JH: We’ve talked about Amanda Feery, Caroline Shaw, and Pauline Oliveros. Are there any other composers or songwriters you want to point out? Or pieces?

ME: Seyu and Case write their own music, which is all amazing, and Liz Bullock, who’s doing rock and blues, will sing one of her original songs for this show as well. We have Hildegard von Bingen, who was a 12th-century nun and a pretty amazing composer. We have Barbara Strozzi, a composer of Baroque music, and one of her contemporaries, Francesca Caccini. And Amanda will be singing some folk music, like La Llorona, a famous Spanish folk song that has been sung forever.

JH: This looks really exciting! Thanks so much for taking the time to talk.

ME: Absolutely, and come on out — February 20th!

Published on ClevelandClassical.com February 11, 2020.

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Tuesday, February 11, 2020

Three Career Women 'Of a Certain Age' Explore Their Libidos in 'Sassy Mamas' at Karamu House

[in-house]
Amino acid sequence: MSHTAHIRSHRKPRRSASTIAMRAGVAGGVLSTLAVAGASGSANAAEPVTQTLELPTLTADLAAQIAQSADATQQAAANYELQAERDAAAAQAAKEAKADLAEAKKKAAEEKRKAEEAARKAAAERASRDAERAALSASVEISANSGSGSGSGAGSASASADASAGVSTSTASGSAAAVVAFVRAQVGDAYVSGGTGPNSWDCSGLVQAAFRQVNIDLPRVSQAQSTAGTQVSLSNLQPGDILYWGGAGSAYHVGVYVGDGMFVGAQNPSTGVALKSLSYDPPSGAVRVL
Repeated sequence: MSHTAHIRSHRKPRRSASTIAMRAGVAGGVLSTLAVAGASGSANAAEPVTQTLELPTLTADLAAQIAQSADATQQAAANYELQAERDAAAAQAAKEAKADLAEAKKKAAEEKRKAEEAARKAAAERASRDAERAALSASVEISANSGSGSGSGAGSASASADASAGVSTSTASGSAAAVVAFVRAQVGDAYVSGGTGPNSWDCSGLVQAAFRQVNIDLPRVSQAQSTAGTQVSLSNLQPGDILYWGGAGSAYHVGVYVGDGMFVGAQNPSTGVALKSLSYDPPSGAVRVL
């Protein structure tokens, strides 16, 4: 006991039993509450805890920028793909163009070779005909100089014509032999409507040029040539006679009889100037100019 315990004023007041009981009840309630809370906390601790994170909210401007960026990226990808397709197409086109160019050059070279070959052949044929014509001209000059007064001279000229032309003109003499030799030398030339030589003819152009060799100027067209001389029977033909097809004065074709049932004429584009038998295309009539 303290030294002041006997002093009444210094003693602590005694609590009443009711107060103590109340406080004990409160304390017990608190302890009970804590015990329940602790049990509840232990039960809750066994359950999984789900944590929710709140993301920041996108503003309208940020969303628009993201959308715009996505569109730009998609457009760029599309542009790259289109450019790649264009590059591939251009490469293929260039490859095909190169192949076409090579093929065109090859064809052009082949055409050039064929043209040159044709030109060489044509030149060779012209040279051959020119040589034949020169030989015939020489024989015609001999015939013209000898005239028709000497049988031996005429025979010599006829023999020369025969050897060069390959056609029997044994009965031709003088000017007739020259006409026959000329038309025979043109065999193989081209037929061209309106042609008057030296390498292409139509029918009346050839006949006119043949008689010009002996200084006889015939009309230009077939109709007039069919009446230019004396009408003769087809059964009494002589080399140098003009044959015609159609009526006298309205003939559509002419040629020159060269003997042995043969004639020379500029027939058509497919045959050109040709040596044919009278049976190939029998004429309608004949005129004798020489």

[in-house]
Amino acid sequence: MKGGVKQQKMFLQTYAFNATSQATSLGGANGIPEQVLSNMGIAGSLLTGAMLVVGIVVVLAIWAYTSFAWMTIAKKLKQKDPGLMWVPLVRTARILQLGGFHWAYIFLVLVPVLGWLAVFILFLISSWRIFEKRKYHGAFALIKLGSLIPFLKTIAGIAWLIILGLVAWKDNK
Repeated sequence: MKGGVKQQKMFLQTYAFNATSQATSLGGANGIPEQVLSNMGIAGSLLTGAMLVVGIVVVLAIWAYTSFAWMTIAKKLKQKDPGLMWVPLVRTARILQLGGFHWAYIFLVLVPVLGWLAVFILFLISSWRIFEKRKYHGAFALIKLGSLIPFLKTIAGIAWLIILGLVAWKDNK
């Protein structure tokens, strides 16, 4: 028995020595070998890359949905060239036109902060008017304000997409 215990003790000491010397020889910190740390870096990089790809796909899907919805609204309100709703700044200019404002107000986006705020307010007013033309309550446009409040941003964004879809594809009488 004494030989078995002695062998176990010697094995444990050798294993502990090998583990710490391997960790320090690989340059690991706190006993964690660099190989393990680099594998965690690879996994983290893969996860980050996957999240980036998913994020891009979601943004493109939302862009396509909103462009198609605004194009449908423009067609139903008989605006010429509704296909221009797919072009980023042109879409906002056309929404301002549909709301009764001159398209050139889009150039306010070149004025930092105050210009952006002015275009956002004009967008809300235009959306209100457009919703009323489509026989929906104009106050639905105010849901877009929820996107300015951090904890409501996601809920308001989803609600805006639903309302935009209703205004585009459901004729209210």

Posted By on Tue, Feb 11, 2020 at 11:36 AM

  • Kayla Lupean Photography
As is true with most theaters in town, they tend to repeat popular shows to help fill their coffers. And if you've ever tried to fill a theater coffer, you know that's no easy task. Trouble is, the re-visited shows are often less successful than the original was.

Happily, such is not the case with Sassy Mamas, Celeste Bedford Walker's naughty and frolicsome comedy which is making its return engagement at Karamu House. In this iteration, the cast is flying even higher on the sexual octane pumped out by the playwright, as three career women "of a certain age" in the same condo building explore their libidos with younger studs.

As director Tony Sias says in his program notes, this new cast is integrated with one of the three hot-to-trot couples being white and two of them black. This celebrates the theater's history of inclusion, which began back at its founding in 1915.